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Africa And Aboriginal Tuesdays: Native Hawaiians Reassert Unity by Dan Nakaso

They turned out yesterday to protest development of sacred Mauna Kea, the continued desecration of Hawaiian remains, forcing landowners such as Kamehameha Schools to sell leasehold lands and a dozen other issues that wound the souls of Native Hawaiians.

Some carried ancient fighting spears as others sipped from plastic water bottles. Some wore traditional malo, while others donned modern-day T-shirts.

They rode on scooters, pushed baby strollers, blew conch shells, and some even showed their disdain by carrying the Hawaiian flag upside-down.

But all along the course of the mile-and-a-quarter march, sometimes disparate Hawaiian groups were united in one thing: chanting for justice in Hawaiian and English.

It was the second year that Honolulu police closed Kalakaua Avenue through the heart of Waikiki so Native Hawaiian organizers could stage a "March for Justice" that some see as a massive protest, and others consider a major opportunity for Hawaiians to unite.

Organizers had predicted 8,000 marchers from all ethnic backgrounds. HPD estimated the turnout closer to 7,000, said Sgt. Aaron Bernal.

Most of the marchers bought or brought red T-shirts proclaiming "Ku I Ka Pono," or justice for Hawaiians.

"The red symbolizes koko, blood for us Hawaiians," said Chase Keli'ipa'akaua, a 17-year-old senior at Kamehameha Schools. "It's our common bond."

Jan Dill, past president of the nonprofit group Na Pua a Ke Ali'i Pauahi, joined a handful of others who wore red shirts from Hilo that said simply, "The Natives Are Restless."

"This is an opportunity for Hawaiians to understand that they have power," Dill said as conch shells bellowed in the background. "It's a good expression of Hawaiian consciousness."

Last year's turnout was prompted by a federal court order forcing Kamehameha Schools to enroll a non-Hawaiian boy a move that outraged and united Hawaiians across the Islands.

This year, people came because of a wide range of issues affecting Hawaiians:

- The Akaka bill, which would recognize Native Hawaiians as a political group within the U.S. Department of the Interior.

- A planned Army Stryker brigade, opposed by at least three Hawaiian groups.

- Continuing opposition to next month's opening of a Wal-Mart, whose construction unearthed Hawaiian remains.

- An effort to block recognition of the Bishop Museum as an agent to repatriate Hawaiian artifacts.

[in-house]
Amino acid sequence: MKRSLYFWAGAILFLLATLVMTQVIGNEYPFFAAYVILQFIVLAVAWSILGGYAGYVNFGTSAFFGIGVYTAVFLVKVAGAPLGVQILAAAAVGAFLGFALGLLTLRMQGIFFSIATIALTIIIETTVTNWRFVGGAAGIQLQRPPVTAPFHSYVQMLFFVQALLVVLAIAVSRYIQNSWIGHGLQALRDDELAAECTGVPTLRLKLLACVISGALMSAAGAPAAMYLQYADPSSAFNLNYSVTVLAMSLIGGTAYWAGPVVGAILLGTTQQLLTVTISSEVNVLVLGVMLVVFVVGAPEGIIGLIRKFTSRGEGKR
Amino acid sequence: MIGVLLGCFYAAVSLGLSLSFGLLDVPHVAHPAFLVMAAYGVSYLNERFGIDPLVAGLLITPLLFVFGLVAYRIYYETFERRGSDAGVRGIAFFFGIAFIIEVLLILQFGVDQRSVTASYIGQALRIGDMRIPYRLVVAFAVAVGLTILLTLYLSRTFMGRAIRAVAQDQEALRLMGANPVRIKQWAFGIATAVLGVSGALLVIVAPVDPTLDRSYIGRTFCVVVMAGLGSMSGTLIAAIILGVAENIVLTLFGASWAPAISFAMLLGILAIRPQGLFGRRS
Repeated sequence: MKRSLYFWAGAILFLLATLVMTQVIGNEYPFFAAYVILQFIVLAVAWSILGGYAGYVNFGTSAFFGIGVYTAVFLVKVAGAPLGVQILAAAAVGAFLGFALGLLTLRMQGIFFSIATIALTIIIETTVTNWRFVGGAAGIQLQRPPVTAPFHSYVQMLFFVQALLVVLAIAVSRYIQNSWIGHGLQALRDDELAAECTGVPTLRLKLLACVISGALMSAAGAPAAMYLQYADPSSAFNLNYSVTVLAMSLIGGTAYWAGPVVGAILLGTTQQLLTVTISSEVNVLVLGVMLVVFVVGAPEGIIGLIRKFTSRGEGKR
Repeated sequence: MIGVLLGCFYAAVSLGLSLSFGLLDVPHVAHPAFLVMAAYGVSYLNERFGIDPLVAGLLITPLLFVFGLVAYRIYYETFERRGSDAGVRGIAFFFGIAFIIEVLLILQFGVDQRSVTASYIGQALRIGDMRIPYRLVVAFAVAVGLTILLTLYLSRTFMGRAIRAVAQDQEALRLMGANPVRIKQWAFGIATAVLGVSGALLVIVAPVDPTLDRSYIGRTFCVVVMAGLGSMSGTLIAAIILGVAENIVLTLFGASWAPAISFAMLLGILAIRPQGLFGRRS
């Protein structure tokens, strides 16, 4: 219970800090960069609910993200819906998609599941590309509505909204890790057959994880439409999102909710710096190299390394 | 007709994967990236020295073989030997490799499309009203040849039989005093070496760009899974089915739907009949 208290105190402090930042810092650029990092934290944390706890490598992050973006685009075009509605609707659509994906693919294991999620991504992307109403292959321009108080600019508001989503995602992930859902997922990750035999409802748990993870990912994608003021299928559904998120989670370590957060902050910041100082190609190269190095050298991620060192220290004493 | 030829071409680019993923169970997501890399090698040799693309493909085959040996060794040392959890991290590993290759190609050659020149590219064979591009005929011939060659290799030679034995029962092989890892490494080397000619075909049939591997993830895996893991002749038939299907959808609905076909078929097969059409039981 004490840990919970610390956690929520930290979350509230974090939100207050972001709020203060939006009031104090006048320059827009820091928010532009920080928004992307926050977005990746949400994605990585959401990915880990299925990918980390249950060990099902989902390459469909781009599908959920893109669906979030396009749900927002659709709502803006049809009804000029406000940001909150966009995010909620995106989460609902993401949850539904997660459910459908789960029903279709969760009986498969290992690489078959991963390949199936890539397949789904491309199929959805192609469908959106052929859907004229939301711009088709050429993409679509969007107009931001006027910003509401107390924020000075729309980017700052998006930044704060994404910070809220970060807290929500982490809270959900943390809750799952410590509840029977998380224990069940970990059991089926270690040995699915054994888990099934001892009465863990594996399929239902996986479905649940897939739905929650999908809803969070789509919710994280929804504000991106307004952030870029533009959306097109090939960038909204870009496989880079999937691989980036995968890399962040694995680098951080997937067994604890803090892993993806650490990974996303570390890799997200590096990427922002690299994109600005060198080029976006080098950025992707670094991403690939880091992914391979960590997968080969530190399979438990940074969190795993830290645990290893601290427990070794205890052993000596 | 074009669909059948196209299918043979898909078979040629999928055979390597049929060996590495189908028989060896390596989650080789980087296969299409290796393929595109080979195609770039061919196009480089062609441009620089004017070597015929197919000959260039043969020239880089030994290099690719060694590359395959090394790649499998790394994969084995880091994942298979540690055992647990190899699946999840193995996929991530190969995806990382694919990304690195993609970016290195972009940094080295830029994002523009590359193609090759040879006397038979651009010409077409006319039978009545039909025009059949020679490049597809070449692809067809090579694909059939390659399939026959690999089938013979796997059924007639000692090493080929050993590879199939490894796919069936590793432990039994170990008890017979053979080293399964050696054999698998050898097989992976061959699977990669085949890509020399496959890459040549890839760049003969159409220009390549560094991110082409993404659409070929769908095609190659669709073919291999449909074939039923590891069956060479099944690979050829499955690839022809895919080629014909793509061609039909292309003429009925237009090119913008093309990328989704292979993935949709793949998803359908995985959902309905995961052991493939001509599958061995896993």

- Continued opposition to the Big Island's Hokuli'a luxury development.

Kamehameha Schools, Hawai'i's largest private landowner, once again was at the center of much of the protests.

It is one of the major groups advocating that the Honolulu City Council repeal a mandatory leasehold conversion law that could mean the end of a steady stream of rental income for property owners.

The conversion law allows the city to force landowners to sell qualified condominium owners the fee interest in the land under their units, ending regular lease rent payments.

Officials with Kamehameha Schools have said such revenue allows it to provide services such as college scholarships to Native Hawaiian children. A resolution to repeal the law is before the council.

For the past week, Kamehameha teachers and administrators encouraged students to attend yesterday's march, and repeated the message over the school's public address system, several students said.

"They said, 'Come out and support your Hawaiian rights,' " said Loke Baclaan, a 17-year-old senior at Kamehameha. "People have been talking about how they're taking away the land, how they want to take our school away and admit everybody."

Carl Mossman came to yesterday's march for simpler reasons.

At the age of 61, Mossman had never before stood up for Hawaiian rights, and thought it was about time. "I say, 'Brah, you gotta wise up,' " he said.

There were solemn moments during the hourlong march. At two points along the route, marchers stopped to pay homage before portraits of Hawaiian royalty.

Outside the Royal Hawaiian Shopping Center, representatives of various Hawaiian associations stood by a portrait of Princess Bernice Pauahi Bishop, whose will created the Kamehameha Schools in 1884.

Four Kamehameha Schools trustees stood among students and alumni as children made offerings to the princess's likeness. Some in the crowd wept.

At other points, the march highlighted the conflicting interests of Native Hawaiians and Waikiki commerce, as members of various schools of lua, or Hawaiian martial arts, walked yards from hawkers passing out discount coupons and air-conditioned storefronts blasting rock music.

At the parade's end, the diamondhead terminus of Kalakaua, marchers listened to music and speeches by Native Hawaiian political candidates.

Exactly one hour after the march began, Honolulu police reopened Kalakaua Avenue to city buses, trucks, rental cars and taxi cabs that lurched their way down the same path as the Hawaiian's march for justice.

Dan Nakaso is a Honolulu Advertiser Staff Writer and can be contacted via e-mail at:

Note: This article first appeared at The Honolulu Advertiser

COPYRIGHT 2004 The Honolulu Advertiser, a division of Gannett Co. Inc.

Tuesday, September 7, 2004

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